For many Catholics, the arrival of Advent each year represents an invitation to begin assembling in some special corner of a home or church the components of a Nativity scene to serve as the focus of seasonal prayer in the weeks ahead. Unpacked with care after months spent in storage, these delicate “chalkware sacramentals” assume a variety of forms but share the task of rendering the extraordinary mystery of the Incarnation intelligible to the senses.
There can be something vaguely disquieting about our annual rite of crèche-building due to the honesty with which it recalls the lowly circumstance of Jesus’ birth. Amid the rough-hewn timbers of the stable lurk shadows of the cross. The food-trough-of-a-crib they enclose could easily double as a tomb, as it has for centuries in Christian art. Together they embody enough poignancy to preserve the approaching yuletide from decaying into an extended birthday party for Baby Jesus. Lent must inevitably return, after all, and with it the Church’s harrowing ascent alongside Jesus to the brow of Calvary.
There’s nothing new to this sort of thinking, of course. Commentators on Catholic spirituality routinely underscore the important connection between the birth and death of Jesus as recorded in the Gospels. There’s much to be gained, they argue, from imagining the passion of our Lord not as beginning in the hours immediately preceding his crucifixion but in the first moment of Christ’s earthly life, when a love uncontainable even by heaven came to rest amid shepherds and angels on a soiled bed of straw.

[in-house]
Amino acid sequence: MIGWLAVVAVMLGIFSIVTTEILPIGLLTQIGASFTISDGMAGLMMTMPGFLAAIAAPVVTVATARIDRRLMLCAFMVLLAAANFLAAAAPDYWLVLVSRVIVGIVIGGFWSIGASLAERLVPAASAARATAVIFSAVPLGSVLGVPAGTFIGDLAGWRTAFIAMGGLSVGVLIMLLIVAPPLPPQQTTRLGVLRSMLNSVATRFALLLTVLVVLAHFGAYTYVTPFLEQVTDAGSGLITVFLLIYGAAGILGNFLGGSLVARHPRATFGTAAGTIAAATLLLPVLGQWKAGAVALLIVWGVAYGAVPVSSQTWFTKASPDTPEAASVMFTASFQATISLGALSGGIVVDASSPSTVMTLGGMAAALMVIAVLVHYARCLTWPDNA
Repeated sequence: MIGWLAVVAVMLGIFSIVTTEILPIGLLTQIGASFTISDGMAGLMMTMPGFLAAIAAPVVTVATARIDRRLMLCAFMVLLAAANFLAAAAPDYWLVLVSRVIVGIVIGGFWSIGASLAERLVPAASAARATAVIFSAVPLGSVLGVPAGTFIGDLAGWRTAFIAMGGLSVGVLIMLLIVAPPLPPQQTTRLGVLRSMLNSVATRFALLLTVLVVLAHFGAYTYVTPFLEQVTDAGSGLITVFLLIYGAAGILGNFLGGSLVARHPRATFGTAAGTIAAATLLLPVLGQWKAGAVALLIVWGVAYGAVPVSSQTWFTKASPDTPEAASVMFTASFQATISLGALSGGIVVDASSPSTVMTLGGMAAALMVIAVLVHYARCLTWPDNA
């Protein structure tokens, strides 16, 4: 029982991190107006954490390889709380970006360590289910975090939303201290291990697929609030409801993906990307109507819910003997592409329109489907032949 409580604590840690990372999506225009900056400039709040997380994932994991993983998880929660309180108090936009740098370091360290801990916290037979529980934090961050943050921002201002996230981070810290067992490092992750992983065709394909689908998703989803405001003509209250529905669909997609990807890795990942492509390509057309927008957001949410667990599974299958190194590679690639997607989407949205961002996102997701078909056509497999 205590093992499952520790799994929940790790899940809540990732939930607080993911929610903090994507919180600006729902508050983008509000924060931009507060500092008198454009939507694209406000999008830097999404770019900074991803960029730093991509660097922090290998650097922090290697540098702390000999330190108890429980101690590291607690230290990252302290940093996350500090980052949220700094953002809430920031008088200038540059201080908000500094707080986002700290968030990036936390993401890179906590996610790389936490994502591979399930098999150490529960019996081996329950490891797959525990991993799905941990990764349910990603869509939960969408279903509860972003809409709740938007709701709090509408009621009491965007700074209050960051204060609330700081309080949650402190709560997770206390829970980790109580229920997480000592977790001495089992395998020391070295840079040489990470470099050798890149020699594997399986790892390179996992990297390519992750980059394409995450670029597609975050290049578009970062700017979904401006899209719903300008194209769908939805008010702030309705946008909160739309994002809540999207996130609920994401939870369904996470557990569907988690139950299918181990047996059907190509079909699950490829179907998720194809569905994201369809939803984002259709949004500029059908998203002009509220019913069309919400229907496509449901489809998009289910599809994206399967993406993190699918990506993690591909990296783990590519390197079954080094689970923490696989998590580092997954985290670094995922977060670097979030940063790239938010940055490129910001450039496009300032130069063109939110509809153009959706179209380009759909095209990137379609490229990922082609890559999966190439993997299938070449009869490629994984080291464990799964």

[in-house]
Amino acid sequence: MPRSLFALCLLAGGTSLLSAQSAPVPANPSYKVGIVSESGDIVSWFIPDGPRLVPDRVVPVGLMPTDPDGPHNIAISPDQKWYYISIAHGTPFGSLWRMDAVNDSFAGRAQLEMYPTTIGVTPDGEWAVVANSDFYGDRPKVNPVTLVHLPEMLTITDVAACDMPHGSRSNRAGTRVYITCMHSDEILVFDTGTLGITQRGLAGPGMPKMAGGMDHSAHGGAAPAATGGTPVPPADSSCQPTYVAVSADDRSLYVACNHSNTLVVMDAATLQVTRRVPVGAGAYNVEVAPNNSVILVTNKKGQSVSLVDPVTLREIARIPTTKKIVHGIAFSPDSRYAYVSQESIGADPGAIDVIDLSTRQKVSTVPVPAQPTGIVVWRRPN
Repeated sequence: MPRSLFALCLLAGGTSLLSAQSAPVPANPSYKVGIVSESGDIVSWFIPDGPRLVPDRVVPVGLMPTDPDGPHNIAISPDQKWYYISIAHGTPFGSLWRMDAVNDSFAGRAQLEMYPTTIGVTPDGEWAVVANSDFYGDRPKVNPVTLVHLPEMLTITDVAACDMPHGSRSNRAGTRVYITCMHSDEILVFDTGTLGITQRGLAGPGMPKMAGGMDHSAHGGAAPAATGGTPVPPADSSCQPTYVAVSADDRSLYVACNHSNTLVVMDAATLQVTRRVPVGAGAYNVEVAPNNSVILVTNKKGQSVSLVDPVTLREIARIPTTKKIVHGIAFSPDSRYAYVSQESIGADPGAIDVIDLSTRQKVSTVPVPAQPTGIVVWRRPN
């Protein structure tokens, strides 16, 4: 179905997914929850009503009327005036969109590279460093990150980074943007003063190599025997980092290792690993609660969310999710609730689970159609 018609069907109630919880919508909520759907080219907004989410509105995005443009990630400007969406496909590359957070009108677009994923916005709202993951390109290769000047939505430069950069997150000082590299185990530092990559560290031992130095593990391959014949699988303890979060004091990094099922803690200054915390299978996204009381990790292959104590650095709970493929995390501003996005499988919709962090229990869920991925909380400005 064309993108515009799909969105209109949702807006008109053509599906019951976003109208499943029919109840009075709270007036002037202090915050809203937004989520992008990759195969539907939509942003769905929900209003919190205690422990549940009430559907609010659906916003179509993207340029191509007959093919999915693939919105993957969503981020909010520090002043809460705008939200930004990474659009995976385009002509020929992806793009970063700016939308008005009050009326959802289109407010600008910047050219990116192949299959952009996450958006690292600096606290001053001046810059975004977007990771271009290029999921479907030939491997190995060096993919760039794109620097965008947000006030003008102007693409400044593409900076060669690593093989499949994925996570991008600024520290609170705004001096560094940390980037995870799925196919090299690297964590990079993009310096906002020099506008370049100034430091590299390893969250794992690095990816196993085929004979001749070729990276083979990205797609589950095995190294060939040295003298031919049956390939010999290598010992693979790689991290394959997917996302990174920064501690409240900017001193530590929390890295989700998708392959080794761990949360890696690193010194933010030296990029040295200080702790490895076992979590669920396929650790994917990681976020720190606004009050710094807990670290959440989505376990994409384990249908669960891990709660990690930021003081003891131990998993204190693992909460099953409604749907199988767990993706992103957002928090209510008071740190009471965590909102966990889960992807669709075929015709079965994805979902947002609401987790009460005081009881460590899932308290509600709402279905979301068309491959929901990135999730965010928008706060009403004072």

It’s partly for this reason that the Christmas tableaus we treat as family heirlooms or part of our parish’s patrimony of artworks remain as countercultural in their own way as any other devotional tradition we maintain as a Church. Today, to be sure, they constitute an affront to the darkness emanating from terrorist groups such as ISIS, no less than a challenge to the mid-winter merchandizing blitz that obscures the origins and true meaning of the so-called holiday season.
Though it’s true young children especially can be drawn to the dollhouselike quality of the Christmas stable and its exotic collection of occupants, there’s nothing trivial about our desire to enshrine figurines of the divine babe of Bethlehem in domestic tabernacles of one kind or another.
Since Pope St. John Paul II initiated the practice in the early 1980s, the Vatican itself has erected at the heart of St. Peter’s Square a sprawling replica of Christ’s birthplace attractive to the pious and curious alike. Viewed against the immense facade of St. Peter’s Basilica — a remnant of papal splendor from centuries past, certainly — the Vatican presepe reminds visitors of the absolute poverty into which Christ was born, a station Scripture describes as “a little lower than the angels” (Heb 2:7).
It’s especially fitting, then, that history should credit St. Francis of Assisi — a figure known as Il Poverello (“the poor little one”) by virtue of his own acquaintance with poverty — with fabricating the first Nativity display. So important was Francis’ contribution to the popular conception of Christmas that it figures into the famous cycle of frescoes memorializing the monk on the walls of the Upper Basilica of St. Francis in Assisi. There, almost immediately above the building’s entrance doors, visitors can behold “The Crib at Greccio” — its title a reference to the Umbrian village where Francis unveiled his invention and a clue to why, through the marvelous choreography of time and culture, we’ve come to recognize it by its French label, crèche (“crib”).
A strong reminder